When he was 11+ years old, Bear’s life-long owner died. He was then cared for by family members. They kept him in a travel trailer parked on their front lawn, with a tie-out to go outside/hide under the trailer.
One of the family’s dogs would attack him when he ventured outside, so Bear became very frightened. He was left alone in his trailer from August to January and was very sad. Bear’s luck changed when an ODH Volunteer Transporter drove 4 hours to fetch and deliver him to his Old Dog Haven Final Refuge Home. Loading and unloading was tricky – at 97lbs Bear is a big dog with rear-end weakness from osteoarthritis, making it difficult for him to get up and down.
When he arrived, he was very stressed and anxious with lots of hyperactive nervous behavior. For the first 24 hours he paced, panted, and cried. Bear went round and round inside the house, and in and out to the yard in constant motion. Then without warning, he would start barking in a very loud high pitched nervous voice. Now all this behavior has improved considerably, and he remains calm. Bear was discovered to have several open puncture wounds (presumably from the other family dog) and a wound with considerable swelling on one elbow. These were cleaned and treated on day one. On day two he had a bath and now he has a nice shiny coat with all his massive fur clots and mats combed out. He was SO itchy and miserable with all that dead hair, and just LOVED being showered in hot water. Once clean, he actually has more white on him – and a white tip to his tail!!!
Bear had a recent intake exam, and things look good for him to have his neuter surgery. He has to wear a male wrap (diaper) in the house because even though he is housebroken, his prostate gland is huge – as expected since he is not neutered – and he walks around dripping. Fortunately, his enlarged prostate is not yet constricting his colon, and he is still able to poop safely.
We go for walks twice a day: 30+ minutes in the morning and 20+ minutes in the late afternoon. He is on a comprehensive pain management plan as he has difficulty laying down (he goes down slowly,) and then he struggles to get his rear end up again. As Bear builds up his endurance and can do more, we will adjust his pain medication accordingly. His walks will remain of the same duration, but with improvement in his mobility, he will cover more distance with more speed.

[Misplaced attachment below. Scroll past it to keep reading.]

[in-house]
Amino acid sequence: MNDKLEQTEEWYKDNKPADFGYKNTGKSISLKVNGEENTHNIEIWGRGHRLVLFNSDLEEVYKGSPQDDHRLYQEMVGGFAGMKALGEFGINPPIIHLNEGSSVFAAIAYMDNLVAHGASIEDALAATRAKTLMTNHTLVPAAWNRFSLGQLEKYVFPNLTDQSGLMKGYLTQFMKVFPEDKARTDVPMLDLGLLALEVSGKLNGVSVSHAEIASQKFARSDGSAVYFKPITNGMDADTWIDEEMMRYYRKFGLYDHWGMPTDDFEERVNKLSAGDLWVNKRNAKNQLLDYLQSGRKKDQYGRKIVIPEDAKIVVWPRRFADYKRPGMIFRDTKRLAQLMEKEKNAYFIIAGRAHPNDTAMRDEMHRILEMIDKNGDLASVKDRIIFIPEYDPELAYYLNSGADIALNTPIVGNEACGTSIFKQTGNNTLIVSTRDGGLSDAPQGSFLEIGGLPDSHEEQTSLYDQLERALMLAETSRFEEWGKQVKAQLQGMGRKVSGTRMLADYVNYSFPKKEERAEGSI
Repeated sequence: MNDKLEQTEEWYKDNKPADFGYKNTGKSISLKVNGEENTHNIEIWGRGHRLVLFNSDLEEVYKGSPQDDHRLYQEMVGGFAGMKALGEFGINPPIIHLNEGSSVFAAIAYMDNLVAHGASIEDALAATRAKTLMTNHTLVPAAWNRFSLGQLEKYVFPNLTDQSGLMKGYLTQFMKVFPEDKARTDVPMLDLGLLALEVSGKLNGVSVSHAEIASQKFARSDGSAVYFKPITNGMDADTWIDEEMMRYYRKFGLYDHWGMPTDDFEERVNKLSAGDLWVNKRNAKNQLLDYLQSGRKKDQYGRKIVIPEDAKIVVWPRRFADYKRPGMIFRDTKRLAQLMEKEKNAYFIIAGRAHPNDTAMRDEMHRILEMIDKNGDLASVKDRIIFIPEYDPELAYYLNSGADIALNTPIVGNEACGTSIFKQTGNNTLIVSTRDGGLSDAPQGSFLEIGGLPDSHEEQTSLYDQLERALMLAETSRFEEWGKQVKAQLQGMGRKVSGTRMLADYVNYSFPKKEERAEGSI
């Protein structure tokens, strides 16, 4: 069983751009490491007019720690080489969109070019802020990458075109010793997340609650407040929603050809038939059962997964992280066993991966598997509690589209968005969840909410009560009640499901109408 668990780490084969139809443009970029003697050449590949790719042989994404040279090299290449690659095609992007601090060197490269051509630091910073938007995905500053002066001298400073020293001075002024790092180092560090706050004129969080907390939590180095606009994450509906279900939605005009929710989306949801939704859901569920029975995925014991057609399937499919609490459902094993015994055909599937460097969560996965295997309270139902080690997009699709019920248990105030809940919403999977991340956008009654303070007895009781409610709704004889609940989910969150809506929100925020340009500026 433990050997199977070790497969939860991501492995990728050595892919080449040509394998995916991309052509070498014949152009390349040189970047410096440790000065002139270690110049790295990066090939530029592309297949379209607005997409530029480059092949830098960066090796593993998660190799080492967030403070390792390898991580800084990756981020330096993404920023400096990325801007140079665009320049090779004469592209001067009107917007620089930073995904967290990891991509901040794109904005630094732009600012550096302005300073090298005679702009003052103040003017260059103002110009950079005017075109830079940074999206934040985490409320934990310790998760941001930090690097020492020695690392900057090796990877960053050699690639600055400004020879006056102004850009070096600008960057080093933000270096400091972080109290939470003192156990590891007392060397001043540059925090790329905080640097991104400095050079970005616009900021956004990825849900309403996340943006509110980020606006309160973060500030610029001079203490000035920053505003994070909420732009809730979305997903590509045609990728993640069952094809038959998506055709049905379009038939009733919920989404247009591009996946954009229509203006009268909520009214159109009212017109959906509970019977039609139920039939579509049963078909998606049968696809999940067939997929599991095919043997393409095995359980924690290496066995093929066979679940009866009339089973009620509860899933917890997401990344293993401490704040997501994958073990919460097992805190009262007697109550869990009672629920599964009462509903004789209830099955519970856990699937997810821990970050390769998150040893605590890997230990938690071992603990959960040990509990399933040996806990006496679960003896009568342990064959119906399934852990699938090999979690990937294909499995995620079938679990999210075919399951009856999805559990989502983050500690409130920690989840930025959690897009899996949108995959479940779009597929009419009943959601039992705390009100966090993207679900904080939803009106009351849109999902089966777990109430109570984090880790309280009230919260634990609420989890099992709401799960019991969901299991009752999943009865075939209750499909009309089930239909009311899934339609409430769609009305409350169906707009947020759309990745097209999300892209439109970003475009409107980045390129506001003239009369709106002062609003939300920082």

Bear is a happy-go-lucky Lab/Shepherd mix. He is a quick study, he gets along well with his housemates, and he likes to watch TV!!! Thanks to all the generous Old Dog Haven donors and sponsors, Bear’s lonely travel trailer days are over, and he is now a forever loved member of his Final Refuge pack.
Update: Bear was with ODH for 3 months almost to the day. Oh how we wish he could have stayed longer.
We worked really hard on manners because he was a BIG LONG dog, and when he arrived he was the proverbial bull-in-a-china-shop. He learned to remain calm when I left the house to run errands or to walk the other dogs – laying just inside the door, but not barking. He learned not to bark at everything he saw when out in the yard. He stayed out of the kitchen and office areas, as well as the bathroom. He would, however, lay with his nose just inside the partially closed bathroom door while I was in the shower, and would occasionally push the door open.
Bear came with numerous items which were not salvageable, but as a reminder of his life-long pet parent, we did keep the stuffed hedgehog toy he received as a little puppy. He still loved to carry it around the house.
Bear was neutered quite promptly, and within a week no longer had to wear a male wrap. He loved his walks with lots of sniffs, and could go a good distance up and down the hills. In April, the bunnies came out in force, and that added to his adventures. He LOVED to have his throat or the top of his head scratched. He would drink water from the bowl then dribble half of it down the hallway. He would let out a bark while happily rolling on his back. He cuddled with MamaT and tried to keep up with Mindy running through the yard.
All was going well until Bear developed anal gland infections that were resistant to treatment, and then his anal glands were discovered to have tumors. They would constantly ooze bloody fluid, but this was manageable with boxes of baby wipes strategically placed around the house, and the frequent cleanings didn’t seem to phase him. Unfortunately Bear also had GERD (gastroesophageal reflux disease – just like people get.) This was well managed with medications, until Monday afternoon when it took a turn for the worse (regurgitation, excessive salivation.) Even with additional medications, Bear did not improve and he was not his happy-go-lucky self. Tuesday morning we went for our usual walk, stopping to stare-down numerous bunnies, and then for our last car ride. That evening there was no one there to push open the bathroom door….
Thanks to all the Old Dog Haven donors and volunteers, Bear had a wonderful last 3 months in a home where he was never alone. He set out over the Rainbow Bridge with a firm grip on the one thing he never lost – his hedgehog.